The battle over planning between the build-more-homes lobby and the forces for countryside conservation is extremely important. It will define, at least in part, where people can live and what our treasured land looks like in the future.

It is essential that we have a planning system that efficiently, effectively and more importantly fairly balances the conflicts between development and conservation.

But right now the debate over planning is a massive distraction from the real and immediate issue – money.

There are exceptions, but generally the disinterested public tends to hold one idea on one subject at any one time, if they are motivated to hold a view at all.

This is not to be disparaging. I include myself within that public. The world is too complicated a place to be an expert on everything with a nuanced opinion that takes account of all the relevant available information.

So if the public were asked today, why are we as a nation not building enough homes to meet the demand, what would the poll figures point to?

I suspect planning and/or nimbyism would rank high on that list.

That is the way the debate is being characterised. So the view that planning is at the heart of the growing housing crisis will in large part shape the political agenda.

But in point of fact we are building enough homes to meet demand (more or less). Indeed we may be even be meeting the effective demand more fully than we have for some while.

Low demand not high demand is the problem.

But the twisted irony is that while effective housing demand is at an historic low, real housing need is, arguably, at an historic high and growing rapidly.

While the population expands faster than for many generations, fewer homes are being built.

The understanding of the housing debate is not helped by a regularly made and extremely lazy conflation between need and demand. They are two very different things if you are using them in an economic context and the distinction is critical in the debate on housing.

In economics, demand is the desire to own anything, the ability to pay for it, and the willingness to pay. For reference, that was taken from wikipedia and it certainly fits my understanding of demand.

The desire to buy homes is no doubt great, but the willingness and/or ability to do so are very much limited. Hence the demand is low.

This point appears often to be lost, along it would seem with an understanding of what constitutes supply in the housing market context.

Supply is “a fundamental economic concept that describes the total amount of a specific good or service that is available to consumers,” says investopedia.

And most supply in the housing market (about 90%) comes from the second-hand market, which means house builders contribute a relatively small proportion and are, by and large, price takers.

Regularly we hear the notion of a housing shortage applied to supply. The shortage is within the stock and the issue is how this impacts on the quality of life of individuals and families and our national economic prosperity and wellbeing.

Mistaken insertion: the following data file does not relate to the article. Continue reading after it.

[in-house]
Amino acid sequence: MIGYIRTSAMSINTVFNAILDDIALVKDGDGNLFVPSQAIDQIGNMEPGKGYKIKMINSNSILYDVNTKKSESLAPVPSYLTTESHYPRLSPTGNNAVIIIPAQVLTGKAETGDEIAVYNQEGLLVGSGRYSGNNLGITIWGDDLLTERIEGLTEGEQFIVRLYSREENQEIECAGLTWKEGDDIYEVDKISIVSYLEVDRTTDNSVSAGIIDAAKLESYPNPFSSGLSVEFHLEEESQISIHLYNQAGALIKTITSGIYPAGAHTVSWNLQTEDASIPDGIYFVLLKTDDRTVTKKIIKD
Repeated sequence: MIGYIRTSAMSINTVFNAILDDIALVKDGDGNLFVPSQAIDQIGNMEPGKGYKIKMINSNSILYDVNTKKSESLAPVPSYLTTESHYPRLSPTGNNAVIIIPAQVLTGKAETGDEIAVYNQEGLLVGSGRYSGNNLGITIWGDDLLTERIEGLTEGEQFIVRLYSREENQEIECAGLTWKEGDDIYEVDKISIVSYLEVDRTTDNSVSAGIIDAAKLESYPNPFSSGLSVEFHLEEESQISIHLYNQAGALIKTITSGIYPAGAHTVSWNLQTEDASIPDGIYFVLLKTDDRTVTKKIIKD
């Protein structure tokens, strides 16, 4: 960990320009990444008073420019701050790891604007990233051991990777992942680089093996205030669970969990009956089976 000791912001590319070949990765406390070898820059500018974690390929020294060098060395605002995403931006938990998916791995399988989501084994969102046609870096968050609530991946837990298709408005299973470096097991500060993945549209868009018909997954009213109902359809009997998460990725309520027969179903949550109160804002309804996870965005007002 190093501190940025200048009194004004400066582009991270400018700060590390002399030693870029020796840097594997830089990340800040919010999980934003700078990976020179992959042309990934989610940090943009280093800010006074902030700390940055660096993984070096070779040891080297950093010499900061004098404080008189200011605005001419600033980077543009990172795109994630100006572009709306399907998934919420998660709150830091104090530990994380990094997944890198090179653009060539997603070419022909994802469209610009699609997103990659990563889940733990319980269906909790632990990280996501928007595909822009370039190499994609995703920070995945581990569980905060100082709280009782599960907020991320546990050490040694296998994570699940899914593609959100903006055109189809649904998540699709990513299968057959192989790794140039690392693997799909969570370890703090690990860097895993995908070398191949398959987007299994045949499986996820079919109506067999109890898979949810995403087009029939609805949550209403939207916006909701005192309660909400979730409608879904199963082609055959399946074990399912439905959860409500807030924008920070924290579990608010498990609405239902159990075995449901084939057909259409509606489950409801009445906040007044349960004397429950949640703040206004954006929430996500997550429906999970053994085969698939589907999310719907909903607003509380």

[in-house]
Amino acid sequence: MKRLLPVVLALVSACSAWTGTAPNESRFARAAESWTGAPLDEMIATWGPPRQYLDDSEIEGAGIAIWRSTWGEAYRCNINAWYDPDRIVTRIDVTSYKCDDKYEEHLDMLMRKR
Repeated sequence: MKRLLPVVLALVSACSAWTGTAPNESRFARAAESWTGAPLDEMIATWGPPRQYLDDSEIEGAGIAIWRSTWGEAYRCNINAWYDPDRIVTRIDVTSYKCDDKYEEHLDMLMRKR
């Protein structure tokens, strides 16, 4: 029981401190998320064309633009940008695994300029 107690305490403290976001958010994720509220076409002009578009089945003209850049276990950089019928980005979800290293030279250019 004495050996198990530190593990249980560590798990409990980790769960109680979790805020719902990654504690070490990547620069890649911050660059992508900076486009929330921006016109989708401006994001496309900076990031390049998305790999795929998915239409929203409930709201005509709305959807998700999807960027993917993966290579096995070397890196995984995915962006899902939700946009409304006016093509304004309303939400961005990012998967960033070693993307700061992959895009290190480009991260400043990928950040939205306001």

The supply of homes in the market has a relationship with the stock of homes in the nation, but not a very strong one. There is, more or less, the same number of homes now that there was five years ago, but the supply has pretty much halved as it has followed the fall in demand.

So, if supply (the number of homes genuinely up for sale) and demand (the number of homes people are willing and able to buy) more or less fall equally you get what we are seeing now, pretty much flat prices and a lower quantity sold.

Let’s take this train of thought further. If house builders expanded their production we might reasonably assume some sellers of second-hand homes might retreat from the market leaving the supply more or less as it is. But we do get the bonus of an increase in the housing stock.

If you’re deadly serious about boosting supply in the short term and at any cost, the quickest way is probably to ramp up interest rates aggressively. That would change the economics for a host of homeowners and prompt many more to sell up. This really would expand supply, however unwise and brutal it might be as a policy approach.

Hopefully the above illustrates the need to be cautious about how economic ideas are used in the housing debate.

The truth is that the immediate problem is creating economic demand not meeting it. There is no shortage of skilled workers, no shortage of materials and land isn’t an immediate pressing issue.

House builders may have less of the stuff than they had five years ago, but they have more if measured as a ratio of land with planning permissions to the current build rate. At peak a major house builder might have had four years worth or land supply, today they probably have six.

So meeting demand is not a problem. Meeting desire and, more importantly, need on the other hand is a major problem.

The answer clearly lies in “the ability to pay and the willingness to pay”, whether this comes from the private sector or the public sector.

It all gets back to money.

We will only resolve the immediate and growing housing crisis by finding ways to increase the finance available to build more homes.

Once we ramp up production of housing, the conflicts over planning will become more pressing. Hopefully they will be resolved.

But solving that problem must not deflect from the immediate priority which is to boost the finance for housing, whether this is from the private or the public purse.

Recessions are ugly things. Why not exploit one of the few benefits they bring rather than wasting the opportunity as we are?

Every 100,000 homes built during this recession is potentially worth more than £2 billion to the Treasury in employment tax and reduced benefits – and, lest you forget, that money is yours and mine.